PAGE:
It’s out on the roads that adventures really start happening though. This is the point where the terms “systemic” and “emergent” usually crop up, but to throw them around is to miss the opportunity to use the phrase “wildly variable random cool shit”. It’s not unusual to step off the beaten path in response to shouts, shots and booms only to discover entirely new unscripted happenings. Factions meet and clash and are interrupted by wild animal attacks, fires and explosions, and it all goes on around you, all the time, as if you didn’t even matter – although once you enter the fray, you surely do.

To criticise, Far Cry 3′s tightly linear narrative features some superb examples of writing, voice acting and animation, but its quality is not consistent and Jason Brody is one of the least likely and likeable protagonists I’ve ever seen. The story missions are disappointingly over-structured and restricted and fail to live up to the potential of the core mechanics. But the good parts are so good that you’re going to forget about all that once you get out in the wilderness. I’m not saying I’m ready to leap into Call of Honor: Explosions, but this is the shooter that taught me to love shooters for the shooting, not just tolerate them for their stories or innovations. If nothing else, Ubisoft is to be congratulated for its evangelism.

Far Cry 3 is available now on PC, PlayStation 3 and Xbox 360. Ubisoft provided a promotional PC copy to the writer on request.



  1. Erthazus

    “quick tactical changes”

    not really.

    Today I had situation where Bear killed everything without me and I got a camp with 1500 experience for “stealth killing”.

    Sandbox in this game is pretty much broken.

    S.T.A.L.K.E.R. is a great sandbox as an example or DayZ.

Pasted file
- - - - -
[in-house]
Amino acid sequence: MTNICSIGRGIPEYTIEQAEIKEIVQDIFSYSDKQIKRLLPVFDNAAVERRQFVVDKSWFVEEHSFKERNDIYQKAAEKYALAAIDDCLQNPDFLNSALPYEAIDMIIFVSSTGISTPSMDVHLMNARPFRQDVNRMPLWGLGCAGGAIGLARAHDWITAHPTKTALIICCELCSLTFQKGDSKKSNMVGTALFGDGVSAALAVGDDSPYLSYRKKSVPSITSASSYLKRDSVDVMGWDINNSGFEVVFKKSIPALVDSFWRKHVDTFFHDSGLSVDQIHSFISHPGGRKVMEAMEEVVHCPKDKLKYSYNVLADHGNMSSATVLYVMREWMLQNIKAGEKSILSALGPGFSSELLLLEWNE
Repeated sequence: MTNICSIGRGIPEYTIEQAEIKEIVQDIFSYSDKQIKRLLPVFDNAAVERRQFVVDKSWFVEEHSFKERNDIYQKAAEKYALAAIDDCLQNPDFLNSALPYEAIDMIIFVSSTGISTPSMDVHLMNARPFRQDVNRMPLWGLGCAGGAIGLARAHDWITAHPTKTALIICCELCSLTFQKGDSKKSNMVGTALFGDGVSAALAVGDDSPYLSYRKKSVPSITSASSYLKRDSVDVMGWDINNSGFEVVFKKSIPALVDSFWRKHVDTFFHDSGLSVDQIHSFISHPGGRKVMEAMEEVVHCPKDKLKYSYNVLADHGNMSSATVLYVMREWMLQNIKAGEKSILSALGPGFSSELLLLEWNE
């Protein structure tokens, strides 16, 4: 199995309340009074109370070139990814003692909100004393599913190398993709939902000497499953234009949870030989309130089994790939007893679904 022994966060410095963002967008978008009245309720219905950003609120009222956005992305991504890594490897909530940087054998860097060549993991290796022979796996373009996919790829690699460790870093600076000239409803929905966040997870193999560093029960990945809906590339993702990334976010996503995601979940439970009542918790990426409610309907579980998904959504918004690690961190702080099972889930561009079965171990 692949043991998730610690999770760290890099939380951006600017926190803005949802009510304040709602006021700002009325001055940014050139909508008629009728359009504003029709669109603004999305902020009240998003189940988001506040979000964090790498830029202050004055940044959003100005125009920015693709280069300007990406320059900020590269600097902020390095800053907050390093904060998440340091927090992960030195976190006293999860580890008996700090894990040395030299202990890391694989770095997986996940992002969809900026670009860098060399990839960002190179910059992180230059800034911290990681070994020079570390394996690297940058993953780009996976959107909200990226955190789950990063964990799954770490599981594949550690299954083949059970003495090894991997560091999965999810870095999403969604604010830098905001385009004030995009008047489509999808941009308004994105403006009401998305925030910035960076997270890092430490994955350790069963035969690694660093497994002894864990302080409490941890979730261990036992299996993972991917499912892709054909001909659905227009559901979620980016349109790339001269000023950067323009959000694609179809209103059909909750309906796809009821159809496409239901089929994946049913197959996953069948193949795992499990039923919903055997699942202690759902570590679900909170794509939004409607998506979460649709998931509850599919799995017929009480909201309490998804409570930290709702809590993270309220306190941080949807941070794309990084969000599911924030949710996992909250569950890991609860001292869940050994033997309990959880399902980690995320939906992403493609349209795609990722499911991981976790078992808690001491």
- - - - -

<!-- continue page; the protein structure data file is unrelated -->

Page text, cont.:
#1 2 years ago
  2. Takeshi

    @1: Playing at what difficulty? At best it manages to take down 2 enemies for me. I’m playing Normal.

    #2 2 years ago
  3. Erthazus

    I’m playing on Normal too.

    Bear can easily take out all camp or tiger. Jaguar or dogs not really.

    #3 2 years ago
  4. absolutezero

    I want to lose myself into the World of Far Cry 3, it looks like a really fun and exciting place to be immersed in. Only for some reason I can see each and every bare-faced gameplay mechanic stiching it all togethor. Theres shit-loads of filler, constantly never ending screen pop ups when I just want the entire HUD to fade out.

    I used to love sneaking, and setting up ambushes and improving all over the place in Far Cry 2, now I just seem to run everywhere being constantly chased by three cassowaries and some idiot guards in a jeep.

    #4 2 years ago
  5. Samoan Spider

    Hunting bow – check
    People to kill – check
    A large/varied game space – check
    Fun – check
    Well thats kinda all that matters to me so I for one am loving it. It appeals to me like Medal of Duty: Band of Warfighters 6 never could!

    #5 2 years ago
  6. GwynbleiddiuM

    The game has moments of brilliance, I really like it, but there are short comings all around which is quite disappointing. It could have been better, but it’s not, still enjoyable and fun. It kept me up all night hunting boars and killing sharks, but the story is a complete let down, characters are forgettable and shallow. Only Vaas is good. Gameplay is great, hunting is fun but doesn’t feel like a shooter. Although the number of enemies around the Island is depressingly low, once you get each area’s stronghold, all pirates vanish. Crafting is poor, you make some holsters and ammo punch, a bigger bag and you don’t wanna bother yourself with it afterwards. Challenges are fun and some cases real tough, I like that. Finding stuff is good, the Island itself is a thing of beauty. I wish it had more to offer. Oh boy I miss S.T.A.L.K.E.R :<…